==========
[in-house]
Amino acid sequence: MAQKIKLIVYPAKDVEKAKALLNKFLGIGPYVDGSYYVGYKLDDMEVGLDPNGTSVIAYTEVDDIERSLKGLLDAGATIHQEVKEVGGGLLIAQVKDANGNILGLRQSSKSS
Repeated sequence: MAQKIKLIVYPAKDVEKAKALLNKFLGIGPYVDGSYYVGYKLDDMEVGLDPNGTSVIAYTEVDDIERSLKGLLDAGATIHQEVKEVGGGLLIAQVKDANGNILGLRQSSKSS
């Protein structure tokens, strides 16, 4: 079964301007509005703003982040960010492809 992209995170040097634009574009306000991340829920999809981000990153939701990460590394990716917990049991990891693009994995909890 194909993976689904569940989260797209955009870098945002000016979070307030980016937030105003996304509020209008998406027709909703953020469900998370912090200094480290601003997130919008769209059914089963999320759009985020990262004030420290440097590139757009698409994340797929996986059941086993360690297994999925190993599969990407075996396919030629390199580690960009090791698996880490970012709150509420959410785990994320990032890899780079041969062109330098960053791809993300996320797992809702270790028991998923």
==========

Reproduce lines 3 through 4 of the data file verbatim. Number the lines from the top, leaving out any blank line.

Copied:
Repeated sequence: MAQKIKLIVYPAKDVEKAKALLNKFLGIGPYVDGSYYVGYKLDDMEVGLDPNGTSVIAYTEVDDIERSLKGLLDAGATIHQEVKEVGGGLLIAQVKDANGNILGLRQSSKSS
């Protein structure tokens, strides 16, 4: 079964301007509005703003982040960010492809 992209995170040097634009574009306000991340829920999809981000990153939701990460590394990716917990049991990891693009994995909890 194909993976689904569940989260797209955009870098945002000016979070307030980016937030105003996304509020209008998406027709909703953020469900998370912090200094480290601003997130919008769209059914089963999320759009985020990262004030420290440097590139757009698409994340797929996986059941086993360690297994999925190993599969990407075996396919030629390199580690960009090791698996880490970012709150509420959410785990994320990032890899780079041969062109330098960053791809993300996320797992809702270790028991998923």